## Stream: maths

### Topic: What is this operator?

#### Mario Carneiro (Dec 07 2020 at 13:46):

This is kind of a weird question, but I find myself needing to make use of the following logical operator:

def foo {α : Type} (P Q : α → Prop) : Prop := (∃ x, P x) ∧ (∀ x, (P x → Q x))

notation 𝔽 P  >>  Q := foo P Q

variables {α : Type} (P Q : α → Prop)
#check 𝔽 (λx, P x) >> (λx, Q x)
-- #check 𝔽 x, P x >> Q x


What would you call it? Bonus points if you can figure out how to declare the commented notation

#### Damiano Testa (Dec 07 2020 at 13:52):

Though not completely related, a porism is a statement that, as long as it is true once, it is always true (see Poncelet's porism). Hope that this helps!

(I may have completely misunderstood the question, though...)

#### Mario Carneiro (Dec 07 2020 at 13:57):

the working title for it is "positive implication". It's pretty weird since it isn't monotone or antitone wrt the first argument. You might gloss it as "P implies Q, but not vacuously"

#### Damiano Testa (Dec 07 2020 at 13:59):

It comes up "often": a topological space is connected if it is non-empty and [something else]. It is frequent to simply check the something else, though. I rarely like this...

#### Damiano Testa (Dec 07 2020 at 14:00):

A natural number is prime if it is at least 2 and had only 1 and itself as prime divisors. The latter condition is often the only one to be checked...

#### Damiano Testa (Dec 07 2020 at 14:00):

(Often, likely outside of the crowd of Lean users...)

#### Mario Carneiro (Dec 07 2020 at 14:01):

well, notice that the same P has to be used in both conjuncts

#### Damiano Testa (Dec 07 2020 at 14:01):

Actually, I was using the same P and the same Q! Sorry!

#### Mario Carneiro (Dec 07 2020 at 14:01):

the connectedness example might fit this, if [something else] is a statement about every point in the space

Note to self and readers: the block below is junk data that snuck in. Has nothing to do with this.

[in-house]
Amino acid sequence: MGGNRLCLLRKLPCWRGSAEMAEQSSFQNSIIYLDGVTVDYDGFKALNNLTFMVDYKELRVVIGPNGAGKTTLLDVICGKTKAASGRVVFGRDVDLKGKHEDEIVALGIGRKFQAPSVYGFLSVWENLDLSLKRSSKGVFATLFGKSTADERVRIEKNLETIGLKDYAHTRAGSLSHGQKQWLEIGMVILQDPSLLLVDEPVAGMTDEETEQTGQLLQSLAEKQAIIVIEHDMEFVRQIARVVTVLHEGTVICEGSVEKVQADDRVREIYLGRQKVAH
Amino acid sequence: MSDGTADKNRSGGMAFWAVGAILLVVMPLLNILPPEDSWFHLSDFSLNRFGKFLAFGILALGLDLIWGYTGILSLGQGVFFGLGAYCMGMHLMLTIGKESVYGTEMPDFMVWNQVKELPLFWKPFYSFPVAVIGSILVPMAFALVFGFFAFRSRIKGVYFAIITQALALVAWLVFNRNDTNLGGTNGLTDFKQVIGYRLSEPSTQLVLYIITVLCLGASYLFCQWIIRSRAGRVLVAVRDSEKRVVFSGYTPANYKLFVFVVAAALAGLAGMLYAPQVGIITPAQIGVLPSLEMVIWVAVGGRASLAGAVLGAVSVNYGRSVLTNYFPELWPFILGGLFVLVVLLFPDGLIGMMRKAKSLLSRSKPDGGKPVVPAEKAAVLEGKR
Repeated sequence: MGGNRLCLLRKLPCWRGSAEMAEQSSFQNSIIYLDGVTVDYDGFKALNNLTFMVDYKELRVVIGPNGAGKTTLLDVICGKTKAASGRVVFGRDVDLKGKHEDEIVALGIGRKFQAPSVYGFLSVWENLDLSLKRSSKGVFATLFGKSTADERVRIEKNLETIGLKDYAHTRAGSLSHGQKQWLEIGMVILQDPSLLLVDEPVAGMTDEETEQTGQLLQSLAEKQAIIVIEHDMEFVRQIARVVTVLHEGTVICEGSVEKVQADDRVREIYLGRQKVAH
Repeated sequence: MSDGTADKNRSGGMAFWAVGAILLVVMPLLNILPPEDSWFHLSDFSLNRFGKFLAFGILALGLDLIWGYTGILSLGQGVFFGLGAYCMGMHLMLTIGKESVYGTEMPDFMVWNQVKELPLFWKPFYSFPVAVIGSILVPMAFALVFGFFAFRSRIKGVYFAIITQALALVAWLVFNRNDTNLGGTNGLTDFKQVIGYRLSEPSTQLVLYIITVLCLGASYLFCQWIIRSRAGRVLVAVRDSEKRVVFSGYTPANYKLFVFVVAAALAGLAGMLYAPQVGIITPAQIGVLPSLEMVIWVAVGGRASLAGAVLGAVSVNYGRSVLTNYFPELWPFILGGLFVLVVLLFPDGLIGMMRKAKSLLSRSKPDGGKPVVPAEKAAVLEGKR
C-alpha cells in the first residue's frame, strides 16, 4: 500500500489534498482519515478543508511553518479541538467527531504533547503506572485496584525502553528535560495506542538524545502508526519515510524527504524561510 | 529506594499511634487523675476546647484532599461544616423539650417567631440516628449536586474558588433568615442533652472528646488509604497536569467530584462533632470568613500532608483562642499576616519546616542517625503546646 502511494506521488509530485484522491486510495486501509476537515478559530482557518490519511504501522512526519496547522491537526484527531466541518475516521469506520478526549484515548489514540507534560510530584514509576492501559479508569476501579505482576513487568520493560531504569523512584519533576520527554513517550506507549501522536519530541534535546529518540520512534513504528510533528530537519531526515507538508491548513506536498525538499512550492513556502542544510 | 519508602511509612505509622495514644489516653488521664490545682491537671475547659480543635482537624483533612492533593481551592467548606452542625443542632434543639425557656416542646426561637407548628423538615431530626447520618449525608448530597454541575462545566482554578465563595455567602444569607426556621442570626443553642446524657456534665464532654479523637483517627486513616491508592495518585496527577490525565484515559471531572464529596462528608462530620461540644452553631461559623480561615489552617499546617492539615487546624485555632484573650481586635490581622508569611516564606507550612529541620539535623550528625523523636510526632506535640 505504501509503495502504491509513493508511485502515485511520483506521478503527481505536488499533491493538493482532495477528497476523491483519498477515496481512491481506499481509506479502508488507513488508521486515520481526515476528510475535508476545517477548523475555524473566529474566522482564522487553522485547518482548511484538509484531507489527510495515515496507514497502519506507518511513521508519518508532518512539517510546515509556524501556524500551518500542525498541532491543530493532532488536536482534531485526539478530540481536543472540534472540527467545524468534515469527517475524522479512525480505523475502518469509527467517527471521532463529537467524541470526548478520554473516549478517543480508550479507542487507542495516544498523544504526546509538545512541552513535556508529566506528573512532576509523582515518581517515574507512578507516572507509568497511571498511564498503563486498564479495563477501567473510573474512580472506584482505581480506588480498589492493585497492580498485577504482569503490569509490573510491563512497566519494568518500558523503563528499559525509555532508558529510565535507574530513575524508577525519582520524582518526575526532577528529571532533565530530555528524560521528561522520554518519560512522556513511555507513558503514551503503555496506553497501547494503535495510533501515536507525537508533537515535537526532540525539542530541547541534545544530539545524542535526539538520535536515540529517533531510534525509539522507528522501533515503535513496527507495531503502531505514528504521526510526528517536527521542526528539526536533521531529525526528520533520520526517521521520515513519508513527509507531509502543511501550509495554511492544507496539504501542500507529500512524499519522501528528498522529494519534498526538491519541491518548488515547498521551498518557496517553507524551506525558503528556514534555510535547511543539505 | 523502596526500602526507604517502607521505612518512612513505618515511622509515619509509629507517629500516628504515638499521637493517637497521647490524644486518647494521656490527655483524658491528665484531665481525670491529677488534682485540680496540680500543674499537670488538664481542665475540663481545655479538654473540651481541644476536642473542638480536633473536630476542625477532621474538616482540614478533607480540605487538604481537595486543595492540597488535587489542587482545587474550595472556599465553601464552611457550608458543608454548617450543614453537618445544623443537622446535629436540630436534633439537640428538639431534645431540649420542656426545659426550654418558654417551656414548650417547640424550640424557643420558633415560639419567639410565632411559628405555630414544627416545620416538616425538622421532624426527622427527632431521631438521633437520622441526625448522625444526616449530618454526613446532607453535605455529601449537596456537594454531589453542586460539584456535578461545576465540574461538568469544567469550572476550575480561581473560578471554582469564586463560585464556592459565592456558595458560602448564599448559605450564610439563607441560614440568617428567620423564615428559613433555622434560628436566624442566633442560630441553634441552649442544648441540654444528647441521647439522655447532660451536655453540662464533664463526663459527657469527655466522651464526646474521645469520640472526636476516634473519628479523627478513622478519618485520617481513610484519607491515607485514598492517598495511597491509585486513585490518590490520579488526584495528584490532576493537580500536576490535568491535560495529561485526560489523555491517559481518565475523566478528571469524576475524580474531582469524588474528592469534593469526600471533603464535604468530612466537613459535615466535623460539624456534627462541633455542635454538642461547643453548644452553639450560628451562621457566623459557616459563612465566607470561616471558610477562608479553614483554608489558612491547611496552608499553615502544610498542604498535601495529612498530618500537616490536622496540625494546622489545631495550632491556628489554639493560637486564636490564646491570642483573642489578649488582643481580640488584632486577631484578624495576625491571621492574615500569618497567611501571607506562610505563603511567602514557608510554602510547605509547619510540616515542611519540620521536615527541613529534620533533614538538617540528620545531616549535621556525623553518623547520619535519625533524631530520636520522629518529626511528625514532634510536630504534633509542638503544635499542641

#### Damiano Testa (Dec 07 2020 at 14:04):

Hmmm, to be honest, I am now a little skeptical that either of my examples fit what you want....

#### Damiano Testa (Dec 07 2020 at 14:05):

I think that I read your initial statement as (∃ x, P x) ∧ ∀ x, P x. My examples might fit this operator...

#### Mario Carneiro (Dec 07 2020 at 14:06):

I put parentheses in to clarify

#### Mario Carneiro (Dec 07 2020 at 14:07):

I think this operator has been considered as a way to read the natural language "if then"

#### Mario Carneiro (Dec 07 2020 at 14:09):

That is, "when I go to lunch, I order a sandwich" is nominally a universal conditional, but there is some additional pragmatic content that implies that I go to lunch sometimes (or else it would be a weird thing to say)

#### Sebastien Gouezel (Dec 07 2020 at 14:10):

"nonempty implication" instead of "positive application"?

#### Johan Commelin (Dec 07 2020 at 14:15):

@Mario Carneiro didn't you just suggest a name? when, or the when-then operator.

#### Eric Wieser (Dec 07 2020 at 14:15):

For the bonus points:

notation 𝔽 binders ,  s:(scoped P, P)  >>'  r:(scoped P, P) := foo s r

variables {α : Type} (P Q : α → Prop)

#check 𝔽 x, P x >>' Q x


#### Eric Wieser (Dec 07 2020 at 14:15):

>> doesn't seem to work because it's already an operator

#### Mario Carneiro (Dec 07 2020 at 14:16):

Oh that's how that works

#### Mario Carneiro (Dec 07 2020 at 14:16):

The syntax of notation commands is a mystery to me

#### Eric Wieser (Dec 07 2020 at 14:16):

Maybe adjusting the binding precedence can make >> work

#### Eric Wieser (Dec 07 2020 at 14:17):

Also your original version #check 𝔽 (λx, P x) >> (λx, Q x) seems to poison the parser on the following line

oh, so it does

#### Eric Wieser (Dec 07 2020 at 14:17):

With your version, this fails on the second line:

#check 𝔽 (λx, P x) >> (λx, Q x)
#check 𝔽 (λx, P x) >> (λx, Q x)


#### Damiano Testa (Dec 07 2020 at 14:30):

Let me try with another example. In the case in which α = ℕ and  Q n = P n.succ your operator is "eventual induction", right?

For instance, P n := 37 \leq n and Q n := 37 \leq n.succ fit the requirements?

Kind of a silly example, however, P 36 is false, while Q 36 is true. Otherwise, they are either both true or both false.

#### Mario Carneiro (Dec 07 2020 at 14:32):

ah yes, that's an interesting example

#### Mario Carneiro (Dec 07 2020 at 14:35):

The context where this came up for me was in the safety property for a nondeterministic state machine: if s is "safe" then this means that there exists s' such that s -> s', and every s' such that s -> s' is "safe"

Last updated: May 18 2021 at 07:19 UTC